The Sound of a Wild Snail Eating
by Elizabeth Tova Bailey
Okay, this probably wasn't the best choice for someone who has a slight tendency to be a bit of a hypochondriac to read while suffering from "flu like symptoms" -- anyone ever notice how some of the world's worst diseases begin with "flu like symptoms"? Bailey suffered such symptoms herself when she was 34, only to discover her body was actually being attacked by some pathogen that has affected her autonomic nervous system for nearly 20 years, most of which, I gathered, she has had to live in a prone position. Still, this book about her year with a "pet" snail and its offspring who live by her bedside is a work of lovely writing and fascinating facts about snails. I will never again eat escargot. An added bonus is that she quotes a passage from Durrell (from one of his other books, not from My Family and Other Animals, but that doesn't matter). Highly recommended.

Settled in the Wild: Notes from the Edge of Town
by Susan Hand Shetterly
(By the way, this and the previous title are both Algonquin books. That means they are extremely visually and "tactile-ly" pleasing.) Shetterly and her husband were some of those "back to nature" types who came along in the 1960s and 1970s. In 1970, they decided to leave their suburban lives and to move with their young son back to the land in Maine. Eventually, they also had a daughter, and then they got divorced, all of which we find out in this part-memoir, part "science notebook" (for lack of a better term). I find it interesting how many people choose Maine for their "simpler lives." I love the place, of course, but it's such a harsh climate, no way would I want to live there without electricity the way this family did for a time. I enjoyed this book mostly for the fact it was about Maine and mentioned places I know and love, and I liked learning about some of the animals and birds she describes. However, Shetterly strikes me as someone who would be too serious and earnest for my tastes were I to meet her in person. Recommended. (But if you want to read a truly superb "back to the land in Maine" book, I recommend you read Louise Dickinson Rich's We Took to the Woods instead.)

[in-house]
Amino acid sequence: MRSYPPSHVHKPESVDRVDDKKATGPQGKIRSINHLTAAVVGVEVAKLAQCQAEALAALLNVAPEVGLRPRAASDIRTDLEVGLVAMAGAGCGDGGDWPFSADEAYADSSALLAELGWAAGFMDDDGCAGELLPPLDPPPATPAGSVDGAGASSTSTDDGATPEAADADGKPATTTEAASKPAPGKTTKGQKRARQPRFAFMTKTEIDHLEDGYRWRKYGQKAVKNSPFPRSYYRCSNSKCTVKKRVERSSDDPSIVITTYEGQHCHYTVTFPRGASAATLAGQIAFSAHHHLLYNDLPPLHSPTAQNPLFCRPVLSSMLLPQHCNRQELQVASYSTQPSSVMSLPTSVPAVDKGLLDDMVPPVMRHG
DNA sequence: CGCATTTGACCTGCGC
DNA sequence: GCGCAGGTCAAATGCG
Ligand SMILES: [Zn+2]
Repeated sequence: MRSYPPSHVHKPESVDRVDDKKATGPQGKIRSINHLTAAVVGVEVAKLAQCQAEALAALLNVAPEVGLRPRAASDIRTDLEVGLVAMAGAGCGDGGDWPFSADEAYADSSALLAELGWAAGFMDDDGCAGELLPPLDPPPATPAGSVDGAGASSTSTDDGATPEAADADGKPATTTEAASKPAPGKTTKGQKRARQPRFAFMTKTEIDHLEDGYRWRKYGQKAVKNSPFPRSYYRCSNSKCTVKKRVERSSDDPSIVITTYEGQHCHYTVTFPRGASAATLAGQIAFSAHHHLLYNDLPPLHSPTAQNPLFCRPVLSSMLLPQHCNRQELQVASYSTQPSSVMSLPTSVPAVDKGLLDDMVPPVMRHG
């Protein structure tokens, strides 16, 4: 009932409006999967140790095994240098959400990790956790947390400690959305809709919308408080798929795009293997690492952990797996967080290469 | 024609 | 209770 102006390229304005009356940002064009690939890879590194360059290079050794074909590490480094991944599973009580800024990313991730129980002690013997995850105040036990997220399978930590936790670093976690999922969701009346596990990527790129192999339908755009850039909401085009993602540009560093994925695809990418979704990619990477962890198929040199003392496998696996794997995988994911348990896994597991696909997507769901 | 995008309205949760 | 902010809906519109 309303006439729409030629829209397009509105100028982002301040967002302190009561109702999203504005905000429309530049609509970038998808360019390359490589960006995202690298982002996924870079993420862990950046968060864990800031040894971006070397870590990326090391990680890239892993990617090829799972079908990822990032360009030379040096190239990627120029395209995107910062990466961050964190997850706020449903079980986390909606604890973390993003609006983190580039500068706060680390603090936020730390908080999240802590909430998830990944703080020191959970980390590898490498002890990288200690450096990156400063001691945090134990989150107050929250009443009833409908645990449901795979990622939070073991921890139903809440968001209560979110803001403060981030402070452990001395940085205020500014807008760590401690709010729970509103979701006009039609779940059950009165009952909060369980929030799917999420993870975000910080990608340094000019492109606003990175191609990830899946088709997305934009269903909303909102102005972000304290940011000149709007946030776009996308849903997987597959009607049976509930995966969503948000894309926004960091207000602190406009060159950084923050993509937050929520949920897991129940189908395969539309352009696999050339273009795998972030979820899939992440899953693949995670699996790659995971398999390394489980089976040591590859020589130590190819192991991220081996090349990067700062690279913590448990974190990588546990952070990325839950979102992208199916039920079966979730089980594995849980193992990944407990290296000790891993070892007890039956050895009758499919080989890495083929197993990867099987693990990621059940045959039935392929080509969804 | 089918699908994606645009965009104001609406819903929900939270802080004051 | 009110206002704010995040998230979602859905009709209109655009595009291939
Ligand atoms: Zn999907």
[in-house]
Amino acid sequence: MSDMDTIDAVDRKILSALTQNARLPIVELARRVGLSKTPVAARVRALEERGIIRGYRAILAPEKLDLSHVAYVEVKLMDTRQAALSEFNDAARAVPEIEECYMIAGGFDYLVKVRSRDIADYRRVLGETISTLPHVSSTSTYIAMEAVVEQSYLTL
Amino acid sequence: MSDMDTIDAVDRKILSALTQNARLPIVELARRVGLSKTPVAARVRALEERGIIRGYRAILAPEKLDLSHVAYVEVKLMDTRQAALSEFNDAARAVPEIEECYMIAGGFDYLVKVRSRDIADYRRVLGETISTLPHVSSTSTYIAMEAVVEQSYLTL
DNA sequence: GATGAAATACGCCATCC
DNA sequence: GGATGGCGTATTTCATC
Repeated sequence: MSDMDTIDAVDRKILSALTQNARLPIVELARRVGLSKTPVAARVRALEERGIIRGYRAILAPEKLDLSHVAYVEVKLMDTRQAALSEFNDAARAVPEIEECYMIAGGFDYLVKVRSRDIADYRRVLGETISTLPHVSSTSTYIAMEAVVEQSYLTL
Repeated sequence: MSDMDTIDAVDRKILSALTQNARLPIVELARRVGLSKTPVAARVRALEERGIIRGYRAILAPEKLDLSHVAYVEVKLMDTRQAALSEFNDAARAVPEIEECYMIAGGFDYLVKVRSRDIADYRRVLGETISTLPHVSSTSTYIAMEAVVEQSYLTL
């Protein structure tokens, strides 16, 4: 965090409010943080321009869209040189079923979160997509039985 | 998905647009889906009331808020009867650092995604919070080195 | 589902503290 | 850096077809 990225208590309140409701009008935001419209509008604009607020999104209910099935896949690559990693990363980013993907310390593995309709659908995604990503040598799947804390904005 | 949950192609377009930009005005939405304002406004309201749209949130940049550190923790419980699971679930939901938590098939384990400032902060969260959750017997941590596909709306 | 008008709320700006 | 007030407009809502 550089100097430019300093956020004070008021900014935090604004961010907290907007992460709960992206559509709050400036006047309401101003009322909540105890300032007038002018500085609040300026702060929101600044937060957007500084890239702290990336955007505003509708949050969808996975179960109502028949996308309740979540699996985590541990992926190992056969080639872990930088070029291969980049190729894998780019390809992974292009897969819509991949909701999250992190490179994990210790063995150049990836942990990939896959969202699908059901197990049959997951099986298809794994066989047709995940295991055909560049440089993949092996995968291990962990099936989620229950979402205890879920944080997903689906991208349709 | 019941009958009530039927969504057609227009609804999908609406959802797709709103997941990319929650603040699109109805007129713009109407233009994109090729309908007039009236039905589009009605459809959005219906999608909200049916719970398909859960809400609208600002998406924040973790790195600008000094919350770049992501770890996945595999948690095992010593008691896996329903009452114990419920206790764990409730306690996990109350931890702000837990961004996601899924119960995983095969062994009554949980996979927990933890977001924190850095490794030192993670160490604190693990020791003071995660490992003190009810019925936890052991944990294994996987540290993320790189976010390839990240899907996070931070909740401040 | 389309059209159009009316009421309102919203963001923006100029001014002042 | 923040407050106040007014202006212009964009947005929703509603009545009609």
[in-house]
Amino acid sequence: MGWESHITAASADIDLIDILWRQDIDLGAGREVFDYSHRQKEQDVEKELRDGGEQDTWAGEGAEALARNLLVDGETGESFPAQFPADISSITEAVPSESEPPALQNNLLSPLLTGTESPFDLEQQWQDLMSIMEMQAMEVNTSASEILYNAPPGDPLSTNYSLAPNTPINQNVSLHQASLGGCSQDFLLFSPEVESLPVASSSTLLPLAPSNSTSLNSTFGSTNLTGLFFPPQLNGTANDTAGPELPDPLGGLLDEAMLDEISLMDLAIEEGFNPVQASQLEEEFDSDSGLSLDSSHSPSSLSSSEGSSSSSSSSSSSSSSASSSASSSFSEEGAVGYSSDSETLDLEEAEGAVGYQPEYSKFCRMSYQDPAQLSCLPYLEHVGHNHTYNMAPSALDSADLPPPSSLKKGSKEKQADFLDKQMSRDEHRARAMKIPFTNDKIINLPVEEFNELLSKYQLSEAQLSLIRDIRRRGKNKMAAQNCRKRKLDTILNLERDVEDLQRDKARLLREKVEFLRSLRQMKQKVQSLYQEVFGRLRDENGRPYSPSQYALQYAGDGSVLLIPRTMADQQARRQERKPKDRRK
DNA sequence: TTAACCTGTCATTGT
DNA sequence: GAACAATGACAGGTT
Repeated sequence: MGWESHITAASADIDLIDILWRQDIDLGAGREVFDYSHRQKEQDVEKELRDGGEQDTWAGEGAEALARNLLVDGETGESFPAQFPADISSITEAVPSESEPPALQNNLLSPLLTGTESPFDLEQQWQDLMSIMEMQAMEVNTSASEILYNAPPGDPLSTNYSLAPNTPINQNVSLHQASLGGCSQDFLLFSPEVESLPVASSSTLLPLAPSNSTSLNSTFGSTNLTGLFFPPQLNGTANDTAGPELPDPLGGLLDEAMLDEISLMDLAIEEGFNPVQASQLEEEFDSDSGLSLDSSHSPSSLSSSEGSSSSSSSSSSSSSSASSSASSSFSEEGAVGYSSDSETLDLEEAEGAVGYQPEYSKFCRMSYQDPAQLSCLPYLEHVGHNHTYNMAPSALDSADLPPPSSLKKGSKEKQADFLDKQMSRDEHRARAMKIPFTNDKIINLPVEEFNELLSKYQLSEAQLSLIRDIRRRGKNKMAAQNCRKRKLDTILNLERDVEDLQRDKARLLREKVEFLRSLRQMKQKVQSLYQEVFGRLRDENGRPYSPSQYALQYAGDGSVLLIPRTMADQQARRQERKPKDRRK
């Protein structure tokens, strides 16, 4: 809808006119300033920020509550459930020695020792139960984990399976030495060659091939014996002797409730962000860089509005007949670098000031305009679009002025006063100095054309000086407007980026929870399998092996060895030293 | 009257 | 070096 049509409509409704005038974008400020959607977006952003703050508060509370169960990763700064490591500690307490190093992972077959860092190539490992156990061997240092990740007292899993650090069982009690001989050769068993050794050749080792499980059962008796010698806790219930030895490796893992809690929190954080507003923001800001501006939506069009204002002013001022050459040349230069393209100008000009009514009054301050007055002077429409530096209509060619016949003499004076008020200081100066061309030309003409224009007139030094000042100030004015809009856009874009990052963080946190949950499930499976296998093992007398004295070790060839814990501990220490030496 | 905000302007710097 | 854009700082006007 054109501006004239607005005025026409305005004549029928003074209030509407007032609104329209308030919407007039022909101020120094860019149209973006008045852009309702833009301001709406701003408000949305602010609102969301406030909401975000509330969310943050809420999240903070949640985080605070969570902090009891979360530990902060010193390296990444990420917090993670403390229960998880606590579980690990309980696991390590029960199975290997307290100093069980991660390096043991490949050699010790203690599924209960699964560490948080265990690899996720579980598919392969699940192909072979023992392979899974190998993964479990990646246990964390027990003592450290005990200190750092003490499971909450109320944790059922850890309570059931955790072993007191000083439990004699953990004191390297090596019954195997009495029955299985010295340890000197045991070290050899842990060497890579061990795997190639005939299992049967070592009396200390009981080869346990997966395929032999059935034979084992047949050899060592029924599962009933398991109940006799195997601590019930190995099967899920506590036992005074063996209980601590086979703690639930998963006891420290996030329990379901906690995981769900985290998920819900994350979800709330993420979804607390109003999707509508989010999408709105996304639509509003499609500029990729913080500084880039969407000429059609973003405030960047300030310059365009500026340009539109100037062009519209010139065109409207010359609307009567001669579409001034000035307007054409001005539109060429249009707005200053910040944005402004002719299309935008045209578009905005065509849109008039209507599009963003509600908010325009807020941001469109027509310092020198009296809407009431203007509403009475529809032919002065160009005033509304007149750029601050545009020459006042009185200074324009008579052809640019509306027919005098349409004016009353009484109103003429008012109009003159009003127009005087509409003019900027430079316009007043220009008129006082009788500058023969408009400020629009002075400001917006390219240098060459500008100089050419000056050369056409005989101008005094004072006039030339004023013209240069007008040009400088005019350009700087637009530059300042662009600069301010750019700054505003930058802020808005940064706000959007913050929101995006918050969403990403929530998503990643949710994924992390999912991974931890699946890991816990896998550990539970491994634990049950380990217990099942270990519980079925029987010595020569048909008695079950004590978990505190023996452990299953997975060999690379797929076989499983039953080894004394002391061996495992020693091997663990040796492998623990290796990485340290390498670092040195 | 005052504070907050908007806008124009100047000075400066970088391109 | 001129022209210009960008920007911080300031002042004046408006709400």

Emma by Jane Austen
Thanks again to Zoe's Mom, who gave me the lovely new Penguin Classics hardcover edition of this for Christmas. I didn't actually finish it while in Maine, as I didn't need to, because I know how it ends. It's a rare book that could be more of a comfort to me than Emma, and she has certainly helped nurse me back to health. And now I want to race out and get all of Austen in these editions. Again, such a visually and tactilely pleasant reading experience. Highly recommended.

The Book Thief by Markus Zusak
I hardly read any of this in Maine (Bob was reading it, because it's our book discussion book this month), but I did start it while there. I'm now about halfway through it and kicking myself for having refused to read it for so long because it's been so popular. It's so much better than I was expecting, and I am very eager to find out how it turns out (it made Bob cry, almost always a good sign when it comes to books). Highly recommended (so far).

That was a pretty good start to the new year, reading-wise, huh? I only read one thing that I wouldn't highly recommend. How's everyone else's reading year begun?








10 comments:

Carrie#K said...

Not a bad start at all! I'll have to look for Gerald Durrell's books. I've got Tana French's latest in my stack from the library last night.